Ph buffer solution??

bejay9_10(zone 9/10)

I just ordered a pH meter for measuring the acid/alkaline condition for wine. It is suggested that I also order "buffer solution."

Please educate me as to why this is necessary, and which buffer solution I need. It comes in different strengths apparently or for different measurements.

Bejay

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bejay9_10(zone 9/10)

OK - since I just ordered the meter, I also went back and ordered the buffers. They come with instructions, so maybe I can get on with my new "making wine education" - thanks anyway.

Since I'm presently in between batches, I can't tell you yet what their significance is, but as soon as I become expert, will share with you - that is, if you really want to know.

Bejay

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chas045(7b)

I see that this is a slow forum, but this is a good question for some that was never answered. A pH meter doesn't actually read acidity, it just reads a voltage or a current that is generated between two probes placed in a liquid. Usually, these two probes are combined into one unit. Less sensitive/accurate probes may have some plastic protective casings but some are Very breakable And expensive!

The situation is slightly like trying to read a glass tube thermometer that has slipped in its housing or where the markings have rubbed off. You need the pH buffers, they are usually called 'standards', as reference points to tell you (or the meter) what the voltage represents in pH units. You need at least two different buffers to tell the meter what two voltages refer to. For example you could set the probe in a pH 4.0 buffer and adjust the meter to 4 and then set the probe in a pH 7.0 buffer and adjust the slope; the rate of change in reading, so that the meter now reads 7. You then assume that the probe responds linearly between 4 and 7 which is probably true for a decent probe.

The standards are called buffers because they contain a set of chemicals that will maintain its pH even if small amounts of different pH stuff gets mixed in; air containing carbon dioxide which will make carbonic acid when dissolved in the liquid, for example.

You continue to need the buffers because the probe may or will get clogged up some or a lot, and its response will change. The settings will need to be adjusted. And finally, the buffers will eventually change too and depending on accuracy needed, require replacement.

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bejay9_10(zone 9/10)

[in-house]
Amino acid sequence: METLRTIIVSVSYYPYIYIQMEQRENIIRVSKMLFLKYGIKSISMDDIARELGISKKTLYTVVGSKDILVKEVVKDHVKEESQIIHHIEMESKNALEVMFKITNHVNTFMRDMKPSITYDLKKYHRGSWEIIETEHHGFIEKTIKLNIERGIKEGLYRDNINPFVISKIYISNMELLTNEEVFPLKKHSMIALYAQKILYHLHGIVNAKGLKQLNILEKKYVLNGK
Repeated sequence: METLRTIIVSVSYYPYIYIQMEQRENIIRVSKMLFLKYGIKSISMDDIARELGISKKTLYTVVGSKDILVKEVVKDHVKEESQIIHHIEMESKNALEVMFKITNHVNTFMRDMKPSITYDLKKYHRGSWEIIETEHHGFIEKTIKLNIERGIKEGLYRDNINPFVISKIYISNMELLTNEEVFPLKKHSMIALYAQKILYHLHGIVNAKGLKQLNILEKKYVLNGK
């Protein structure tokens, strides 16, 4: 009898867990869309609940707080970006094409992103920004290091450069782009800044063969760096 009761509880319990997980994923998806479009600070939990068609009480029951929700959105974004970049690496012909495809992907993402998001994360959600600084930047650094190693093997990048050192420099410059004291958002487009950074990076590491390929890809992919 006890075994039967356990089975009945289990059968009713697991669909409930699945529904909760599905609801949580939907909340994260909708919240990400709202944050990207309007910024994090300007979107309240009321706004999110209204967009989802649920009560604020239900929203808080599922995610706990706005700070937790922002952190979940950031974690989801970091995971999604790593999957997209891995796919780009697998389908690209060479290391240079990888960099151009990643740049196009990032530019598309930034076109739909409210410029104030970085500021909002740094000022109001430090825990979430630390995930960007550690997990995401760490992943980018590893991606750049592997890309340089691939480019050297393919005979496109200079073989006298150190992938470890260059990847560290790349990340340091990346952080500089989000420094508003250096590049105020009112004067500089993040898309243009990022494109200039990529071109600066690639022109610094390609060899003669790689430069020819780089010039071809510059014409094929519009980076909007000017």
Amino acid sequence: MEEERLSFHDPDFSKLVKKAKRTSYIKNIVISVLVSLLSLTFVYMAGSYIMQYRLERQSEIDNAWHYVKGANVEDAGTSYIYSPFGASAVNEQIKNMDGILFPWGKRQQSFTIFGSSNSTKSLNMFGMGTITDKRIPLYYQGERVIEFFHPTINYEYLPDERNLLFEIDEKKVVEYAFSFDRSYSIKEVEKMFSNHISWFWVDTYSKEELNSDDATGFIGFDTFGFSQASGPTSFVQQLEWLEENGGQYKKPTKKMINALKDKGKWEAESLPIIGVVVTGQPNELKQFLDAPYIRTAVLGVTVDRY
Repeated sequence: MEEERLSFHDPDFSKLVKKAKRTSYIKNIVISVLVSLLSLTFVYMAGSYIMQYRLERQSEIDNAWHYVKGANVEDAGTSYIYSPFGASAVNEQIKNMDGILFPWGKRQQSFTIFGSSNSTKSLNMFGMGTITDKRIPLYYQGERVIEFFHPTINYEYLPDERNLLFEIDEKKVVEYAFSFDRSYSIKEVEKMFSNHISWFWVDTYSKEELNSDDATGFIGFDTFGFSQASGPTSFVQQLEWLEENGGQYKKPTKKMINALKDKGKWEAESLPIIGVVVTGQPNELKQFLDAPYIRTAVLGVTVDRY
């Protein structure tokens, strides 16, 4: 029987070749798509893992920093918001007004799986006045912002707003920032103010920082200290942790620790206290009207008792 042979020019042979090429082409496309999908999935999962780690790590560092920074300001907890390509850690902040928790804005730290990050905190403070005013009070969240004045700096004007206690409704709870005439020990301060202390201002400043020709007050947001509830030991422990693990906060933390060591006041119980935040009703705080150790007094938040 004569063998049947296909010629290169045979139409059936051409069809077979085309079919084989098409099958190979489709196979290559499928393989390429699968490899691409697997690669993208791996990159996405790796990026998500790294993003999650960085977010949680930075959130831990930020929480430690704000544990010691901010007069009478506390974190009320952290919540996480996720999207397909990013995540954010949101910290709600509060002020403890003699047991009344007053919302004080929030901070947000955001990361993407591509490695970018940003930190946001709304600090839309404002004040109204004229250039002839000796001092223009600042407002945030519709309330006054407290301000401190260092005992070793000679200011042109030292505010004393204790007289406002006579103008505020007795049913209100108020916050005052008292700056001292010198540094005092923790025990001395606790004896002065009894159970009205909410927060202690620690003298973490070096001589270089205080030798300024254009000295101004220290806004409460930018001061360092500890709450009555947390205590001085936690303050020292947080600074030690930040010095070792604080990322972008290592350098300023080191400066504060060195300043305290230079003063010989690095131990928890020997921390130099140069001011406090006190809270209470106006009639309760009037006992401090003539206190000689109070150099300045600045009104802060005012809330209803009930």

I'm sorry to be so late in replying to your nice msg. It is appreciated, I assure you.

I'm a novice wine maker - and now have made 3 batches of lime wine (a tree that produces abundantly in the winter months here in California).

Your answer helps to clear up the questions I have. Since lime juice is very acidic, it was necessary for me to learn more about the use of the meter. I hope I read your post OK. I note also, that I need to be very careful in the use of the different buffers, so they don't become contaminated.

Incidentally, I'm doing quite well with "Skeeter's Pee" as it is referred to. I found the recipe on the "net" and have learned a lot, especially because we have so much fruit.

I have planted some Chardonnay grapes, and they are looking great. Hopefully, in time I will be able to get some of my favorite wine - made at home.

bejay

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chas045(7b)

Hi bejay: I hope things are working out for you. I don't recall why I looked at the Wine forum and saw your post. As you can now see, I don't browse here. Thanks for your actually very quick response. Sounds like you have things under control. I doubt that wine requires really accurate pH readings, but yes, you shouldn't contaminate the buffer solutions with the wine or the other buffer solution. Normally, you would keep a squirt bottle of water next to the pH meter to rinse the probes into a spare beaker or bowl or sink etc, before changing from one buffer or wine sample to another.

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flatwoods_farm(9A Riverview, F)

You need to store the pH meter "wet". Storage solution is used for this as allowing the probe to dry out can compromise the unit.

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